The prolific producer has signed a five-year deal worth as much as $300 million to move from 21st Century Fox to the streaming service in what The New York Times is calling one of the biggest deals ever for a TV producer. The deal will hurt Disney, which reached a deal to acquire Fox in December. Murphy has been one of the 21st Century Fox's most prolific producers with hits ranging from American Crime Story to Nip/Tuck to Glee and American Horror Story. Last month, Murphy said he felt uncomfortable with Disney's takeover of Fox despite reassurances from Disney CEO Bob Iger, pointing out “point-blank the stuff I do is not Disney." The Times reports Amazon also courted Murphy, whose Fox deal expires this summer. “The history of this moment is not lost on me,” Murphy said in a statement. “I am a gay kid from Indiana who moved to Hollywood in 1989 with $55 in savings in my pocket, so the fact that my dreams have crystallized and come true in such a major way is emotional and overwhelming to me.” ALSO: Murphy's current shows aren't going anywhere.
# TOPICS: Ryan Murphy, FOX, FX, The Assassination of Gianni Versace: American Crime Story, Glee, Nip/Tuck, The People v. O.J. Simpson: American Crime Story, Bob Iger, 21st Century Fox, American Horror Story Franchise, Disney
Posted Tuesday 2/13/18 at 1:51PM EST
American Horror Story Season 1 homeowners bring their "House of Horrors" story to CBS This Morning
A CBS News correspondent broadcast live before dawn this morning from the Los Angeles house used in Season 1 of the Ryan Murphy series. In the news report, the homeowners reiterated their claim that they had no idea what they were getting into when they purchased the house, which has become a tourist magnet. They are suing the former homeowners and their real estate brokers.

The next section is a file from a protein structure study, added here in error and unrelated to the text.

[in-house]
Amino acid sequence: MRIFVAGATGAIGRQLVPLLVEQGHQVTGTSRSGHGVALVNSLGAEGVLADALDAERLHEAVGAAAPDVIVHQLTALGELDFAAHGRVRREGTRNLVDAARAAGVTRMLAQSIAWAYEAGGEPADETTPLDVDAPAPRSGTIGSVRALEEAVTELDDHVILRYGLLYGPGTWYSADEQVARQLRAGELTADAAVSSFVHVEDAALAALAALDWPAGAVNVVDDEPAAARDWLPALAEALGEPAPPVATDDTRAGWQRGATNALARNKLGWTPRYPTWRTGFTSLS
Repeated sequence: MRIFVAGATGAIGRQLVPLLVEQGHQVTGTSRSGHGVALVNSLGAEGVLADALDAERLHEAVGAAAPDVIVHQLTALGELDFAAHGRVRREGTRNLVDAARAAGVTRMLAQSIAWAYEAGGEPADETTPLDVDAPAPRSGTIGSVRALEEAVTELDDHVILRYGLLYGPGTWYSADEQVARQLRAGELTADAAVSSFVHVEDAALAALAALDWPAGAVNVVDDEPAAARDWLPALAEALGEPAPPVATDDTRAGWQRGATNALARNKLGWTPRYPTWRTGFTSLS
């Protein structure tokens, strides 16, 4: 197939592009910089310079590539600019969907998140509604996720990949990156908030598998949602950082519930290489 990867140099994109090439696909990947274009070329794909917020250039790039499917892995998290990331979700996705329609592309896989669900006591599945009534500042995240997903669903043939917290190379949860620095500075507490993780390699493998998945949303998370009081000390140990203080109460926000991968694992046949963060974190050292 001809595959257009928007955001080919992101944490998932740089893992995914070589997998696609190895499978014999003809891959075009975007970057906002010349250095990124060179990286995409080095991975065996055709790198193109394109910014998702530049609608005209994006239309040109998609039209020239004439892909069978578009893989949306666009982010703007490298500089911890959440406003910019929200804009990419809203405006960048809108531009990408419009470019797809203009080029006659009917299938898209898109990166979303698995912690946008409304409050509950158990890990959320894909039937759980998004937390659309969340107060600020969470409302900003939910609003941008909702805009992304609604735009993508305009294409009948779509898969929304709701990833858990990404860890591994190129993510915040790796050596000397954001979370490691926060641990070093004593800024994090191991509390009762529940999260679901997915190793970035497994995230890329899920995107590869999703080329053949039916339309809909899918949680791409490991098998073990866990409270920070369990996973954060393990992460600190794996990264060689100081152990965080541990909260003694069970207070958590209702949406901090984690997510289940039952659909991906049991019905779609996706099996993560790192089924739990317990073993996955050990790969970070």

Posted Friday 2/09/18 at 8:57PM EST
American Horror Story Season 1 homeowners sue, claiming they weren’t told their house was used on a TV show
The current owners of the "Murder House" used in Season 1 say their real estate brokers didn’t inform them they were buying a mansion that had become a “macabre tourist attraction” when they forked over $3.2 million for it in 2015. The Los Angeles American Horror Story house, known as the Rosenheim Mansion, was used for filming in 2011. The current homeowners began noticing fans of the FX series “almost immediately.” As a result, they’ve had “weekly” break-ins. “A week before I first visited them (to work on the case), they had been awakened by the sound of glass breaking — someone came in through the window in the kitchen,” says their attorney.
Posted Friday 2/09/18 at 5:53AM EST
Ryan Murphy should ditch American Horror Story for American Crime Story
True-crime is the perfect genre for the TV megaproducer/mastermind, says Kristen Baldwin. “Adapting true stories allows Murphy to create the vivid characters and captivating, socially-relevant narratives he and his team are so known for — but the iron framework of facts surrounding true-to-life subjects forces Murphy to apply a discipline to his storytelling,” she says. “In contrast, American Horror Story plays to Team Murphy’s worst instincts – the temptation to shock, terrify and titillate (usually all at once) at the expense of story, and the need to go bigger and more ‘bats**t’ each successive season.” ALSO: James Corden says “I am having so much fun watching” The Assassination of Gianni Versace.
Posted Friday 1/05/18 at 11:08PM EST
Ryan Murphy on American Horror Story Season 8: “It takes place in the future”